From the Washington Post: Health-care enrollment on Web plagued by bugs:
The enrollment records for a significant portion of the Americans who have chosen health plans through the online federal insurance marketplace contain errors — generated by the computer system — that mean they might not get the coverage they’re expecting next month.
The errors cumulatively have affected roughly one-third of the people who have signed up for health plans since Oct. 1, according to two government and health-care industry officials. The White House disputed the figure but declined to provide its own.
The mistakes include failure to notify insurers about new customers, duplicate enrollments or cancellation notices for the same person, incorrect information about family members, and mistakes involving federal subsidies. The errors have been accumulating since HealthCare.gov opened two months ago, even as the Obama administration has been working to make it easier for consumers to sign up for coverage, the government and industry officials said.
Figuring out how to clean up the backlog of errors and prevent similar ones in the future is emerging as the new imperative if the federal insurance exchange is to work as intended. The problems were the subject of a meeting Monday between administration officials and a new “Payer Exchange Performance Team” made up of insurance industry leaders.
Okay, but what is with the bizarre impatience about some computer glitches from a media that couldn’t care less about institutionalized poverty, racism, and gun violence? And then there’s the Obama administration’s defensive response, as reported by USA Today: Obama to launch new health care law campaign
President Obama and his aides will seek to rally public support for his embattled health care plan in the coming weeks, starting with a White House event Tuesday.
Obama will promote the effort in a speech while surrounded by people who have benefited from the new law, according to an addition to the White House schedule.
The Affordable Care Act has come under heavy political attack since its rollout in October. Problems have included a malfunctioning website and the cancellations of polices that do not meet new federal standards.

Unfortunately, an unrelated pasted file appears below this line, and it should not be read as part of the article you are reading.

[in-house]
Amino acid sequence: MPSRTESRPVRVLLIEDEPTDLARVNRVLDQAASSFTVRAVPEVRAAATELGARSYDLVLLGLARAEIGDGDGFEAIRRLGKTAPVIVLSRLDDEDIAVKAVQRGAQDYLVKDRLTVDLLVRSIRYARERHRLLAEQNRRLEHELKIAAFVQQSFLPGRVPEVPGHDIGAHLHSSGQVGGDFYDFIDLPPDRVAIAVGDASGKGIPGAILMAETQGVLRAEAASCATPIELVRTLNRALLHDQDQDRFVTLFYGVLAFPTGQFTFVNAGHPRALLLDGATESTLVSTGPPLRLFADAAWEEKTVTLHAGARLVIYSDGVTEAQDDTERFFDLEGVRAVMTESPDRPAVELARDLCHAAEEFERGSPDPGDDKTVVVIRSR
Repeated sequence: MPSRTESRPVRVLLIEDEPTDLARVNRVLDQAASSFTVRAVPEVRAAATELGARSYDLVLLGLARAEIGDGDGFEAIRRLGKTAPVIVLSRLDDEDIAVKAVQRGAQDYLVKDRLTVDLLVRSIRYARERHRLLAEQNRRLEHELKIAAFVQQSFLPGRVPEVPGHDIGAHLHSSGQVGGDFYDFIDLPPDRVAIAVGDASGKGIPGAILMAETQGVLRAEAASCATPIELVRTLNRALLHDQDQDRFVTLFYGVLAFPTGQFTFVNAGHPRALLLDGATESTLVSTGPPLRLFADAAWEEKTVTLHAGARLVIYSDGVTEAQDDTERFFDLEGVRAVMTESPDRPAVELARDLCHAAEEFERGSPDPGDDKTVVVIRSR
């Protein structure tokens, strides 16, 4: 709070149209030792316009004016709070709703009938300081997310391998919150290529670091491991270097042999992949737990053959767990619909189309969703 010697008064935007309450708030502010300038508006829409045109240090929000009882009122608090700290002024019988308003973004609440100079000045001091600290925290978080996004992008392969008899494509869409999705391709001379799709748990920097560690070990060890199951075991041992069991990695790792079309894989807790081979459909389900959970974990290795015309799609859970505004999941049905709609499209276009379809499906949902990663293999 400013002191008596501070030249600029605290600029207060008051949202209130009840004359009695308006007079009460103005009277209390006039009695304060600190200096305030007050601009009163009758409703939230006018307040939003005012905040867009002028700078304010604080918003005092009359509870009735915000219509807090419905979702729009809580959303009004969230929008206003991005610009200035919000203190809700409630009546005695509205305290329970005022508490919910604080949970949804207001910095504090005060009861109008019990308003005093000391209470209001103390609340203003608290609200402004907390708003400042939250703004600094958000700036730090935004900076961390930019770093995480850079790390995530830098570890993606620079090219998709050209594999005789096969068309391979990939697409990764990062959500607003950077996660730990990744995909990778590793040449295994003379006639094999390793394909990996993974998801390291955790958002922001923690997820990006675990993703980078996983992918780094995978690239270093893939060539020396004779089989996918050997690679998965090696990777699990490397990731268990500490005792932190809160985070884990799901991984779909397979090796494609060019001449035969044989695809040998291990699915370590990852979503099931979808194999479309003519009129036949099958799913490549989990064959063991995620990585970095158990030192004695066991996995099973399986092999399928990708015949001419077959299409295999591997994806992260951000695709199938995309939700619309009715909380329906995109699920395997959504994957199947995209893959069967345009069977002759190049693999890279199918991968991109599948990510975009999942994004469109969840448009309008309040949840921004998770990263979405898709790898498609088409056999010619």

In the coming days, Obama and aides will highlight what they call successful aspects of the law. They include provisions that prevent insurance companies from discriminating against people with pre-existing health conditions, and allow young people to stay on their parents’ insurance policies until age 26.
A few writers have tried to look at the “Obamacare crisis” slightly more rationally than the mainstream corporate media.
Here’s Bob Cesca at The Daily Banter: As Healthcare.gov Bugs Are Fixed, the ‘Obama’s Katrina’ Script Continues To Be Shredded.
It’s been 11 days since The National Journal‘s Ron Fournier wrote that Obamacare is President Obama’s Katrina. Oh, and it’s also his Iraq, Fournier wrote. Obama’s Katrina and Iraq. Both.
Since then, however, the Healthcare.gov website has been vastly improved and many of the bugs initially reported have been fixed, according to the administration late Sunday.
Back on November 20, Fournier made sure to provide himself with an escape hatch, though, noting that Healthcare.gov isn’t the same in terms of the actual events during and after Katrina, or throughout the Iraq War. Instead, Fournier wrote, the similarities had more to do with incompetence in the execution of a major policy initiative.
Yeah, so incompetence that lasted literally for years in both Iraq and New Orleans, leading to massive body counts on both fronts, is the same as a glitchy website launch. Okeedokee. Roger that. In reality, yes, both administrations made mistakes, but those mistakes were vastly different in terms of magnitude — not to mention that the Bush administration’s response to its mistakes was to, well, make even more mistakes. Again, foryears.
On the other hand, the Obama administration realized there were problems with the website and rushed to address those errors. Within two months most of those problems have been resolved, and, bonus, no one died.
For more rational perspective, read the rest of the post at the link.
I particularly like this uncharacteristically long post by TBogg at Raw Story: Are-We-There-Yet?-American [sic] just wants to go home because we aren’t there yet. Here’s just a taste:
You may remember that about a month ago, which is four score and seven years ago to the iPhone generation for whom a Japandroids download that takes over 20 seconds is an eternity times infinity, that the Great Socialism Project That Will Stomp America Flat (aka Obamacareor Communism) had some internet user problems which is why there are absolutely no healthcare services available in America right now so you should just rub some dirt on your burst appendix, suck it up, and quit yer bellyaching. In an effort to fix what wasn’t working, the Obama White House brought in some better quality nerds who, fortified with 5 Hour Energy IV drips, promised to get it up and working by Dec 1 or GTFO.